Most painful places to get stung

Before 2014, science had information about which insect species delivered the most painful sting, but it didn't have info about how the painfulness of stings varied by body location. So Cornell University graduate student Michael Smith set about to correct this omission. He used honey bees to sting himself in 25 body locations and then rated the painfulness of the stings on a 1-10 scale. He published his results in the online journal Peer J (Apr 3, 2014, "Honey bee sting pain index by body location").

From the article:

Guard bees were collected in a cage, and used immediately. Bees were taken from the cage haphazardly with forceps. To apply the sting, the bee was grabbed by the wings and pressed against the desired sting location. The bee was held against the sting location until the sting was first felt, and kept at the location for 5 s to ensure that the stinger would penetrate the skin. The bee was pulled away after 5 s, leaving the stinger in the skin. The stinger was left in the skin for 1 min, and then removed with forceps.

And the results:

The three least painful locations were the skull, middle toe tip, and upper arm (all scoring a 2.3). The three most painful locations were the nostril, upper lip, and penis shaft (9.0, 8.7, and 7.3, respectively).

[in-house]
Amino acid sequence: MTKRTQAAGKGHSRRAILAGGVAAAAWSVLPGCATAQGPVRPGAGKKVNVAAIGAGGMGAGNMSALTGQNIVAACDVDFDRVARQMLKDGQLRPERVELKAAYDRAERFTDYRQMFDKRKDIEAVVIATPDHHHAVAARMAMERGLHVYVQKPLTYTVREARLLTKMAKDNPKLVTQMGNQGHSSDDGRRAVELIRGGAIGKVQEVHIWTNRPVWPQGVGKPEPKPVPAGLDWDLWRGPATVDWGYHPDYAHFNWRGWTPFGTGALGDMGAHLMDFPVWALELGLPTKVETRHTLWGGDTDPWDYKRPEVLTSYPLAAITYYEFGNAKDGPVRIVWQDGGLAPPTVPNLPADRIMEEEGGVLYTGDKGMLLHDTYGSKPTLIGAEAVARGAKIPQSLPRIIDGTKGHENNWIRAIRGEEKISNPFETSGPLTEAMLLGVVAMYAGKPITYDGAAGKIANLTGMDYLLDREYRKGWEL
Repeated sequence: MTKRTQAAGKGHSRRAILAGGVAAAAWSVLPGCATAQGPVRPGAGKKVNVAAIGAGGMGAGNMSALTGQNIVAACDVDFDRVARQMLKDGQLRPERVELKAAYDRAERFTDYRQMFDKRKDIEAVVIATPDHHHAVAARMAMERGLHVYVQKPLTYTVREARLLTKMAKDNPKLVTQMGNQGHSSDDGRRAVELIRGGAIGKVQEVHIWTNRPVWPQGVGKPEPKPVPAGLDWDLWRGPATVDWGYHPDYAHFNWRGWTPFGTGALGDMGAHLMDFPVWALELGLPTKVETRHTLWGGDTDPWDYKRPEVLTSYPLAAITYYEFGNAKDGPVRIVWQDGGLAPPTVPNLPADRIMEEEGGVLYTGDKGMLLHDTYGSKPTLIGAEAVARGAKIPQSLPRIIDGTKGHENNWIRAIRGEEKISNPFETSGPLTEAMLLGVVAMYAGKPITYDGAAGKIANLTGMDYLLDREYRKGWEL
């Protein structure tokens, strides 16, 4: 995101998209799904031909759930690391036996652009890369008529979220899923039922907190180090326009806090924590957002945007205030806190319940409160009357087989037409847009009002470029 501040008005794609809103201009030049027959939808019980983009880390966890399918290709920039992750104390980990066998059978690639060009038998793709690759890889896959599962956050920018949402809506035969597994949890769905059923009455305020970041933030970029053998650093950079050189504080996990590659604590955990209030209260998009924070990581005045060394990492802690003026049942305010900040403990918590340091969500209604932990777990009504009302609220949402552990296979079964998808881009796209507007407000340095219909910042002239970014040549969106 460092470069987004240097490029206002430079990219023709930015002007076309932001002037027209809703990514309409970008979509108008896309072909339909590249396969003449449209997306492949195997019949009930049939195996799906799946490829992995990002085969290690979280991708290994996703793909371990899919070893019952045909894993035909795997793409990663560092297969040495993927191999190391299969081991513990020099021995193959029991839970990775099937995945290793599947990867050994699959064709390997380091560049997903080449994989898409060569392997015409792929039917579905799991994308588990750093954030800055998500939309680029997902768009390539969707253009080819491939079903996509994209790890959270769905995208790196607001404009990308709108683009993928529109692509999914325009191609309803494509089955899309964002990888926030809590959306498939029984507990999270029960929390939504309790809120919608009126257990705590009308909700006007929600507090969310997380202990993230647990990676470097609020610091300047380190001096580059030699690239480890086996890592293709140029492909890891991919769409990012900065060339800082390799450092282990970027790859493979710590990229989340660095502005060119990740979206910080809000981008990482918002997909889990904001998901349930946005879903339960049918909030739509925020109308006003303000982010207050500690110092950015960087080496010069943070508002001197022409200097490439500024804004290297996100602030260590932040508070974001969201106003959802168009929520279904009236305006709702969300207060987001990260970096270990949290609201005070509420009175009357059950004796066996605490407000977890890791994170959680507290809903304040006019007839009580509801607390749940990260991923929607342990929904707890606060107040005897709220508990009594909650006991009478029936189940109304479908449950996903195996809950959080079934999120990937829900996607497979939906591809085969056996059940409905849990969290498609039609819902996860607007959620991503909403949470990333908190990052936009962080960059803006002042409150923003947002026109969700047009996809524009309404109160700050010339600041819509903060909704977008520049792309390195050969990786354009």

In 2015, Smith received an Ig Noble Prize for his efforts.

     Posted By: Alex - Tue Jan 31, 2017
     Category: Science | Experiments | Pain, Self-inflicted and Otherwise

Now that's dedication for dubious research. And Mr. Smith truly deserved that prize.
Posted by KDP on 01/31/17 at 10:44 AM
In the Kama Sutra bee or wasp stings were used to enlarge your ling-am along with nettles. I do think he deserves an Ig Nobel prize!
Posted by BMN on 01/31/17 at 11:26 AM
I can vouch for the pain of being stung on the top of the hand, although it was by a wasp, not a honeybee.

Perhaps this will inspire research using other insects. A few years ago, I was working outside my home (which is in a wooded area, not in the lowest level of a former iron mine), and a wood tick attached itself to the inside of my navel. Major pain ensued, which necessitated a trip to my physician.
Posted by Fritz G on 01/31/17 at 03:45 PM
Last year, there was the story of some guy down under, who was bitten by venomous redback spiders (their version of the black widow) twice in less than 6 months. I know, a spider isn't an insect, but it was on his schlong, both times. He's been called the 'Unluckiest Man in Australia.' It must be a great subject for the singles' bar conversations.
Posted by Virtual on 02/01/17 at 11:53 PM
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